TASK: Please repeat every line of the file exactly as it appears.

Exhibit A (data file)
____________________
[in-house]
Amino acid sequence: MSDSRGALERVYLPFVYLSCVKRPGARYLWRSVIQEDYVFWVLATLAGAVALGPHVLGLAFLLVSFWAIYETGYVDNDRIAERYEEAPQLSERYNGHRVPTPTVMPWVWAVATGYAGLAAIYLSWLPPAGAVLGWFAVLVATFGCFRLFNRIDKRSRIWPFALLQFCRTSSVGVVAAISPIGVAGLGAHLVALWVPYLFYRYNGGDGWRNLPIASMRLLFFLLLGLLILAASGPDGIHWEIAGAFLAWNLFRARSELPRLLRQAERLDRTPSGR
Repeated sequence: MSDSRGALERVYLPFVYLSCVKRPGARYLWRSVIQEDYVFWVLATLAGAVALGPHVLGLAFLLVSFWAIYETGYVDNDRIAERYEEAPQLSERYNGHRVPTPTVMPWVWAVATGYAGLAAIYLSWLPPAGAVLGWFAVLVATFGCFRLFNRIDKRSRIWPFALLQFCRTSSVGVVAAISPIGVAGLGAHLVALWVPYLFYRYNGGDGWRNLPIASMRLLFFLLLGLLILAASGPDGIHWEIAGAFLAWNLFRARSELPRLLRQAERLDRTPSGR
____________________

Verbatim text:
[in-house]
Amino acid sequence: MSDSRGALERVYLPFVYLSCVKRPGARYLWRSVIQEDYVFWVLATLAGAVALGPHVLGLAFLLVSFWAIYETGYVDNDRIAERYEEAPQLSERYNGHRVPTPTVMPWVWAVATGYAGLAAIYLSWLPPAGAVLGWFAVLVATFGCFRLFNRIDKRSRIWPFALLQFCRTSSVGVVAAISPIGVAGLGAHLVALWVPYLFYRYNGGDGWRNLPIASMRLLFFLLLGLLILAASGPDGIHWEIAGAFLAWNLFRARSELPRLLRQAERLDRTPSGR
Repeated sequence: MSDSRGALERVYLPFVYLSCVKRPGARYLWRSVIQEDYVFWVLATLAGAVALGPHVLGLAFLLVSFWAIYETGYVDNDRIAERYEEAPQLSERYNGHRVPTPTVMPWVWAVATGYAGLAAIYLSWLPPAGAVLGWFAVLVATFGCFRLFNRIDKRSRIWPFALLQFCRTSSVGVVAAISPIGVAGLGAHLVALWVPYLFYRYNGGDGWRNLPIASMRLLFFLLLGLLILAASGPDGIHWEIAGAFLAWNLFRARSELPRLLRQAERLDRTPSGR